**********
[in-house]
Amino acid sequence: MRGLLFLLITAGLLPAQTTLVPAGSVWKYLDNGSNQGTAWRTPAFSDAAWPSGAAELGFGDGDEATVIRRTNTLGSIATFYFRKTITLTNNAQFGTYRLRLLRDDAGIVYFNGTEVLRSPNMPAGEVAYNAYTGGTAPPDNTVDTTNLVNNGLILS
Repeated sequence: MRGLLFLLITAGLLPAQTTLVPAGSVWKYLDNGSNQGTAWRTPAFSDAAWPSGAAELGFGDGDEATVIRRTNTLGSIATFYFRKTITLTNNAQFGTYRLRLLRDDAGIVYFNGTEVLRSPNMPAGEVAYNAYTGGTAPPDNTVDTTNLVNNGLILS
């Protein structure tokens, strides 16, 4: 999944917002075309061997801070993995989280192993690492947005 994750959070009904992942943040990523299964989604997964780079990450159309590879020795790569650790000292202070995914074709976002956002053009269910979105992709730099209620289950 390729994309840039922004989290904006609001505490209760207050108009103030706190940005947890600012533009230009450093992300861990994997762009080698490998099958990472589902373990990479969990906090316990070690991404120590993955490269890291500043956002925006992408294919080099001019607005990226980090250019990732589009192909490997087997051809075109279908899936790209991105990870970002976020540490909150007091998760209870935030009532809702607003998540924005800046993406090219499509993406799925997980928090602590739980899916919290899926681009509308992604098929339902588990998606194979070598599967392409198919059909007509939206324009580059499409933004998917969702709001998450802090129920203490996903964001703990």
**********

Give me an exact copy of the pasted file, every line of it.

[in-house]
Amino acid sequence: MRGLLFLLITAGLLPAQTTLVPAGSVWKYLDNGSNQGTAWRTPAFSDAAWPSGAAELGFGDGDEATVIRRTNTLGSIATFYFRKTITLTNNAQFGTYRLRLLRDDAGIVYFNGTEVLRSPNMPAGEVAYNAYTGGTAPPDNTVDTTNLVNNGLILS
Repeated sequence: MRGLLFLLITAGLLPAQTTLVPAGSVWKYLDNGSNQGTAWRTPAFSDAAWPSGAAELGFGDGDEATVIRRTNTLGSIATFYFRKTITLTNNAQFGTYRLRLLRDDAGIVYFNGTEVLRSPNMPAGEVAYNAYTGGTAPPDNTVDTTNLVNNGLILS
């Protein structure tokens, strides 16, 4: 999944917002075309061997801070993995989280192993690492947005 994750959070009904992942943040990523299964989604997964780079990450159309590879020795790569650790000292202070995914074709976002956002053009269910979105992709730099209620289950 390729994309840039922004989290904006609001505490209760207050108009103030706190940005947890600012533009230009450093992300861990994997762009080698490998099958990472589902373990990479969990906090316990070690991404120590993955490269890291500043956002925006992408294919080099001019607005990226980090250019990732589009192909490997087997051809075109279908899936790209991105990870970002976020540490909150007091998760209870935030009532809702607003998540924005800046993406090219499509993406799925997980928090602590739980899916919290899926681009509308992604098929339902588990998606194979070598599967392409198919059909007509939206324009580059499409933004998917969702709001998450802090129920203490996903964001703990």